This paper introduces and develops the concept of trans-personality. It is the principle that procedural rules should not vary based on the personhood of the litigating parties. My current paper examines this principle and employs it to upend conventional wisdom in key procedural areas.
I argue that personal jurisdiction doctrine must abandon the trans-personal norm and bifurcate into two branches (personal jurisdiction and entity jurisdiction) to account for fundamental differences between natural and artificial persons. Similarly, courts and commentators have mischaracterized recent changes in pleading standards as animated by trans-substantive concerns. I reframe this debate by arguing that courts tried to protect one type of entity (government actors) but were shackled by the trans-personal norm to craft pleading standards that apply to all types of entities. This lack of personhood-specific flexibility imposes unnecessary costs. The existing literature attempts to deal with this rigidity problem but often identifies the wrong culprit (types of lawsuits, rather than types of entities). Trans-personality provides a better diagnosis and a better solution.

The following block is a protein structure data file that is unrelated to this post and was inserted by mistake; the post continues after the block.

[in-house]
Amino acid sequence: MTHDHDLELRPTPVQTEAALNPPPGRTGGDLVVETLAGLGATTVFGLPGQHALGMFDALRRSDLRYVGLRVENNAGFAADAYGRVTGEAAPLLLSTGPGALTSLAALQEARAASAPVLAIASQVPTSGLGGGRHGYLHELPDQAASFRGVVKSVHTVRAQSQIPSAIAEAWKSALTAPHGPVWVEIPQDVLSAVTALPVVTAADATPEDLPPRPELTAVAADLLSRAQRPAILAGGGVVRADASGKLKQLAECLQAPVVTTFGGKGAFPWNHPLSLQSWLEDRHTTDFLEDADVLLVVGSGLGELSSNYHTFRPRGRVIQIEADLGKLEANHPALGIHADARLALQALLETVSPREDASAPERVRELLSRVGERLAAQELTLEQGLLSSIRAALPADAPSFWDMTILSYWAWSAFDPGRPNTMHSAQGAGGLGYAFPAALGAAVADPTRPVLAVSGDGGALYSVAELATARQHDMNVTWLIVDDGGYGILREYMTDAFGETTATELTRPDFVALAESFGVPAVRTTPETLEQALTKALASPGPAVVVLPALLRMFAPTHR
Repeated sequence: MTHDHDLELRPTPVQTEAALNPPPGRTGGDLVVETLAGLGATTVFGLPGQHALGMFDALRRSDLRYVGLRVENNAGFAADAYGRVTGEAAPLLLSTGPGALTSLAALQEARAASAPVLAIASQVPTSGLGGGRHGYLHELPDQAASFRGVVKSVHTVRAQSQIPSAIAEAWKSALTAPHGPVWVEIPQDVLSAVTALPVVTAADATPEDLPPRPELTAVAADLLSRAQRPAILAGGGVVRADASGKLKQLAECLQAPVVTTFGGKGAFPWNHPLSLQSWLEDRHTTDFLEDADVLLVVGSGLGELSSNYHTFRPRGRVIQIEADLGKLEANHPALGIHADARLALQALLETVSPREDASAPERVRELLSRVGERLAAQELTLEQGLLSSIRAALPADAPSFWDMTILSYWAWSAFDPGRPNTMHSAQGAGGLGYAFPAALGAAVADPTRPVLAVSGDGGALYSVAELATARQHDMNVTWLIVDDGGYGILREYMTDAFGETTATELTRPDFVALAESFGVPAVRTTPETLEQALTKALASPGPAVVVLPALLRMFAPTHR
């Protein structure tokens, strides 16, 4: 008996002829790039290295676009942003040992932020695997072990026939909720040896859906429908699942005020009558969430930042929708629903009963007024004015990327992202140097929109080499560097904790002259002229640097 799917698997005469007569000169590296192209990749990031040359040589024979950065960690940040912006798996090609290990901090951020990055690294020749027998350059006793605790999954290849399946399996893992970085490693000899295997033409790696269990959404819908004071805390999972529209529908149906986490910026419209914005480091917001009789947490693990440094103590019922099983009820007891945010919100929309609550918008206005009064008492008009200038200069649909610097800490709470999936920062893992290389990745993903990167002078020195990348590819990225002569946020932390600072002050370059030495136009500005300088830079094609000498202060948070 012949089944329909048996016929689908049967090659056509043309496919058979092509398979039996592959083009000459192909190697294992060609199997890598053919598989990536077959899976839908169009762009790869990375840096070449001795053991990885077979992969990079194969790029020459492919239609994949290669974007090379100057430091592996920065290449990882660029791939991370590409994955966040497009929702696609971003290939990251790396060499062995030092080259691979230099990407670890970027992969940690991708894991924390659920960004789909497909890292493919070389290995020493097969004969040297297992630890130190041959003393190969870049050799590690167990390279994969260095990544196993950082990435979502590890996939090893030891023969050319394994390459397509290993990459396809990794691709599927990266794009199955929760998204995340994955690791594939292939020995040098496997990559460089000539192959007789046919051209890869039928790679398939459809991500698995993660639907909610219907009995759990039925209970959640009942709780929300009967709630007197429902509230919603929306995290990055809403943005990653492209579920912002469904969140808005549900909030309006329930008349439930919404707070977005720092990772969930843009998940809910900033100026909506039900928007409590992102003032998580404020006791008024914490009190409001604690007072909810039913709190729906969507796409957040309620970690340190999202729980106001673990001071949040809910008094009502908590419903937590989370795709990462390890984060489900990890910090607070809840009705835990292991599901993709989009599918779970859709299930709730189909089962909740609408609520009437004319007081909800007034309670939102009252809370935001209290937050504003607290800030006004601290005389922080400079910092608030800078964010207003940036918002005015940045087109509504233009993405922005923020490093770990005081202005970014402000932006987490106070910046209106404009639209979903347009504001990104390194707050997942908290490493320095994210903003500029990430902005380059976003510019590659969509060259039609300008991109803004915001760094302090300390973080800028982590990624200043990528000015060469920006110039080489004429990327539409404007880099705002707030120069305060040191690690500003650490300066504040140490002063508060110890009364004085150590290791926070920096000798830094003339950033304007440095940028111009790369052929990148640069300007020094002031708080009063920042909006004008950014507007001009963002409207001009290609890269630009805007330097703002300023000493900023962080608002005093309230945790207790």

The paper makes three important contributions. First, it defines the concept of trans-personality, identifies trans-personality as a foundational principle underlying civil procedure, and documents existing trans-personal rules and their justifications. Second, the paper contrasts the assumed trans-personal uniformity against the discriminating reality. It identifies instances when the trans-personal norm breaks down, explains why, and traces the changing targets and beneficiaries of deviations from the trans-personal norm. Third, the paper argues against haphazard deviations from or adherence to the trans-personal norm. It maintains that deviations from the trans-personal norm are only warranted where fundamental traits mandate differential treatment. This plain principle generates new insights that illuminate past practices, current quagmires, and future avenues for innovation.
DRAFT. Please do not cite without permission.